Senate Majority Leader Harry Reid announced on the Senate floor Tuesday that the tax-writing Senate Finance Committee will pursue a legislative fix in such a way that the "recipients of those bonuses will not be able to keep all their money -- and that's an understatement."

Senate Finance Committee Chairman Max Baucus, D-Montana, will propose a special tax within the next 24 hours, Reid said.

"I don't think those bonuses should be paid," Baucus said Tuesday.

Where are the Senate Republicans today?

Posted by COMPASS PALM SPRINGS | Stewart Penn, COMPASS Palm Springs - Broker Associate (COMPASS) over 11 years ago

Stewart I submit for your reading pleasure the following:

Current campaign regs prevent direct donation by corporations, but the combined gifts of the executives of companies is generally accepted as the political inclination of the company.) On the other hand AIG and its divisions have given heavily to both parties, but significantly more to Republicans. "Republican candidates received $1.54 million, 29 percent more money than Democrats' $1.19 million."  They were especially generous with state political parties and caucuses. "AIG and member companies gave $2.1 million to state political parties and ballot measure committees during the three election cycles. Party committees received nearly $1.5 million, and almost $650,000 went to ballot committees. State political parties and legislative caucuses in 19 states received money from AIG member groups. Republican committees received $1.2 million, more than three times the nearly $319,000 that Democratic committees received. AIG contributed to both Democratic and Republican committees in 11 states: California, Delaware, Florida, Georgia, Hawaii, Missouri, North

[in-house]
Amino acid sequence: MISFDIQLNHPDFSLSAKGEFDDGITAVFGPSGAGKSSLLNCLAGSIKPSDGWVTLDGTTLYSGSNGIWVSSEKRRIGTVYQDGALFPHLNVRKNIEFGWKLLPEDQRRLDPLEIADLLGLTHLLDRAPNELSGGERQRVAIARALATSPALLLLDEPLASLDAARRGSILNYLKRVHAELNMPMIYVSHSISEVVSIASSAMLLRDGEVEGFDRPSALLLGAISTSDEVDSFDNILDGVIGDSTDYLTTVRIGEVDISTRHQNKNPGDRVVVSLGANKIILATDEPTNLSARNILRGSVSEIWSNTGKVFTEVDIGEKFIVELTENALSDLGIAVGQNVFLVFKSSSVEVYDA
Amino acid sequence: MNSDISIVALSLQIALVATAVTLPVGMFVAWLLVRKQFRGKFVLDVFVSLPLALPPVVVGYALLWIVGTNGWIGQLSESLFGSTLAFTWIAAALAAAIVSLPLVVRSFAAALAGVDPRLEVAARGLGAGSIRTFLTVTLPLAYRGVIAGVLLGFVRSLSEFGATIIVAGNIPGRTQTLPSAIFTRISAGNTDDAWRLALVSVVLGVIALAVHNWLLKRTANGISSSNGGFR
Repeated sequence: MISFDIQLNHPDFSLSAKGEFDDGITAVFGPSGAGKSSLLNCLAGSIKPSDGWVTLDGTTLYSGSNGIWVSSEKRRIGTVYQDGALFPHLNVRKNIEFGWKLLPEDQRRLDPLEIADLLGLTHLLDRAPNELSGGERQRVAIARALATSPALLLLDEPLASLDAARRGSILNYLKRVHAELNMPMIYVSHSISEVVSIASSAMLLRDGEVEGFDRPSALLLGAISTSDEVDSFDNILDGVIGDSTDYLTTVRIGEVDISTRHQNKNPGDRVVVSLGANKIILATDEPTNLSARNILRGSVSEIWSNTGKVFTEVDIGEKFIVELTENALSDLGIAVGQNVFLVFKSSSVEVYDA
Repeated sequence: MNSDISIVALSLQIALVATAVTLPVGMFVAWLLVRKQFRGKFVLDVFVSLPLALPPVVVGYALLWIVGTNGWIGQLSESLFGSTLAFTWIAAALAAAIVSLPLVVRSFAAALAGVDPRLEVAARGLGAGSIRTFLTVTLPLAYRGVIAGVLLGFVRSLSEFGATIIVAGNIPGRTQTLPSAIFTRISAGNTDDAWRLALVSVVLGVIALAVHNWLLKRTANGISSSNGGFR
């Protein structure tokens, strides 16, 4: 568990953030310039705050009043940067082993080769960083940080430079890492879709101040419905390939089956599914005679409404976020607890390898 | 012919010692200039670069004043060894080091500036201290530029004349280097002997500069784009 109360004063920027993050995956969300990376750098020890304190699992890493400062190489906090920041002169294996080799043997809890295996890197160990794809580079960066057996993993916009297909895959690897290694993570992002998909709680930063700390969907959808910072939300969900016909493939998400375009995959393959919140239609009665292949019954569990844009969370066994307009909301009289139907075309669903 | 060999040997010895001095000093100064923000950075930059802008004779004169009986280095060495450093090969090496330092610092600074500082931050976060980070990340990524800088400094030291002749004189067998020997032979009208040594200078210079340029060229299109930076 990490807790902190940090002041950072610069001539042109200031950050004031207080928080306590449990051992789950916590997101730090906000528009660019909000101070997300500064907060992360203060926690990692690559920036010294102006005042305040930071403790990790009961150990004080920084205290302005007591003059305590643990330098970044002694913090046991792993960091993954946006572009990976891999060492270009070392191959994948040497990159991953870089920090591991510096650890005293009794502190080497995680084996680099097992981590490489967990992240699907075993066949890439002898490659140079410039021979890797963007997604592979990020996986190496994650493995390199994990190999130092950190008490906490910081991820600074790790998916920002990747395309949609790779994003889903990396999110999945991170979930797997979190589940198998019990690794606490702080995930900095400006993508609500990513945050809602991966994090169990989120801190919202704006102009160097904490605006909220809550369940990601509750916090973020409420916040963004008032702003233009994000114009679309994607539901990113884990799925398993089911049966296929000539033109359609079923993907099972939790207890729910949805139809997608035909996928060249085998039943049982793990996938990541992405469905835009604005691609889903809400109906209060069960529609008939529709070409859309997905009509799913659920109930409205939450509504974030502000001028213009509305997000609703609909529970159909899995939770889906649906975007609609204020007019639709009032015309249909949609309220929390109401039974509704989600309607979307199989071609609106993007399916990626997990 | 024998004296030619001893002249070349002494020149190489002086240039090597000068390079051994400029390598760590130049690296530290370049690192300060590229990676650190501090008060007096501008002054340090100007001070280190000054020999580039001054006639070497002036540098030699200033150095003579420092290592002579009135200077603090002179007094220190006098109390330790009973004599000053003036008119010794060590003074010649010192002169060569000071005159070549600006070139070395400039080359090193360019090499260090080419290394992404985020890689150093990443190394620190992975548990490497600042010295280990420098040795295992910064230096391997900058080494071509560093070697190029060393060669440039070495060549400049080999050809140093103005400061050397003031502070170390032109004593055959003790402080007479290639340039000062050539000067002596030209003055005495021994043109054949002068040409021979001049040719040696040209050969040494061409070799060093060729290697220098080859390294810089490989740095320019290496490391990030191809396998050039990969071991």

Carolina, New York, Ohio, Oklahoma and Virginia. The California Republican Party received the most funds from AIG members: $910,000. The American International Group gave $125,000 and 21st Century Insurance contributed $785,000 in 2002 and 2004. The New York Democratic Party was also a top recipient of AIG money, getting $122,500 from three AIG member groups from 2000 to 2004. The Florida Republican Party received $105,000." (page 4-5 of the same Institute on Money in State Politics document footnoted above)

In 2008 AIG and its subsidiaries spent 9.7 million dollars in federal lobbying, 53k for everyday congress was in session, down from 11.4 million in 2007.

Posted by Terry Haugen STAGE it RIGHT! 321-956-2495 (Stage it Right!) over 11 years ago

I personally think that both Paulson and Bush should be tried for Treason based on the goings on after Paulson was Treasury Secretary.   This man is unconscionable.

Posted by Kate Bourland, Onlilne Marketing Mobile Marketing (Marketing with Kate) over 11 years ago

Stewart - Secretary Giethner was the President of the New York Federal Reserve that funded the 85 Billion dollar loan to AIG and he was in charge of allocating the first tranche of 350 billion dollar bailout. He should be held accountable for the terms of the loan and the allocations from the first tranche.

Posted by George Bennett, Inactive Principal Broker, GRI (Inactive) over 11 years ago

Stewart,  Very interesting and informative post and response to comments.  I may have to refer back to this from time to time.  

I see many here strongly defending the AIG bonuses saying they were contractually obligated to pay them. Interestingly enough, the same people wanted to renegotiate the auto workers contracts months ago for a fraction of the bail-out money that AIG received.

 

Posted by Franklin & Brentwood, TN Homes Mike Nastri, It matters to us as much as it matters to you. (Keller Williams Realty) over 11 years ago